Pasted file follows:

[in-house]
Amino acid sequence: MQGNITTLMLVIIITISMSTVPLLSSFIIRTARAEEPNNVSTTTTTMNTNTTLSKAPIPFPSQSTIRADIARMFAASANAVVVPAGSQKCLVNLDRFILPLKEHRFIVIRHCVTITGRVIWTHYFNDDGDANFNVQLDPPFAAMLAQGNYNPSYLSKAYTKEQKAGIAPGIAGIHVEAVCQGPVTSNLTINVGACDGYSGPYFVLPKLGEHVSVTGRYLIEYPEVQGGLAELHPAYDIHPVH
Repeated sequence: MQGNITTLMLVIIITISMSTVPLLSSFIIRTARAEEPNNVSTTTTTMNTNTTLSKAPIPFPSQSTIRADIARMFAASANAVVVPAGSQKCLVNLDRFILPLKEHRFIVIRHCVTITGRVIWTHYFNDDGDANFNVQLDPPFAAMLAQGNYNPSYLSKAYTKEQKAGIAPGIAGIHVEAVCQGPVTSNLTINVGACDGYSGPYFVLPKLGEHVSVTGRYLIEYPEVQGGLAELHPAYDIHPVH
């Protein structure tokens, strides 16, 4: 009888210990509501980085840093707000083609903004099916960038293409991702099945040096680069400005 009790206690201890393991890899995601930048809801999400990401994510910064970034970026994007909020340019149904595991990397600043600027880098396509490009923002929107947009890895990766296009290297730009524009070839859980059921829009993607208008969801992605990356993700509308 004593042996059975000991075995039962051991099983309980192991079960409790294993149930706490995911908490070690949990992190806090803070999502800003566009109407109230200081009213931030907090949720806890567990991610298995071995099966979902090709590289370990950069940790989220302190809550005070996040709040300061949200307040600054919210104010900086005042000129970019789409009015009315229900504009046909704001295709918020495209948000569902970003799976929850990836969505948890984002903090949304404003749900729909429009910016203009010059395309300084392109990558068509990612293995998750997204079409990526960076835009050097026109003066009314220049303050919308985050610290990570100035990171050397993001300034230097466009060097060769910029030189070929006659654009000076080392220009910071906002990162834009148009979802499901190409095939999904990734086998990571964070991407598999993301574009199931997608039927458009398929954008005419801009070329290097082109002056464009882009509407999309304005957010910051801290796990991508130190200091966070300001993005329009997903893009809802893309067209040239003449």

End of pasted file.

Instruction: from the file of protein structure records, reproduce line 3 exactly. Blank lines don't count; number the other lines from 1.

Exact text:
Repeated sequence: MQGNITTLMLVIIITISMSTVPLLSSFIIRTARAEEPNNVSTTTTTMNTNTTLSKAPIPFPSQSTIRADIARMFAASANAVVVPAGSQKCLVNLDRFILPLKEHRFIVIRHCVTITGRVIWTHYFNDDGDANFNVQLDPPFAAMLAQGNYNPSYLSKAYTKEQKAGIAPGIAGIHVEAVCQGPVTSNLTINVGACDGYSGPYFVLPKLGEHVSVTGRYLIEYPEVQGGLAELHPAYDIHPVH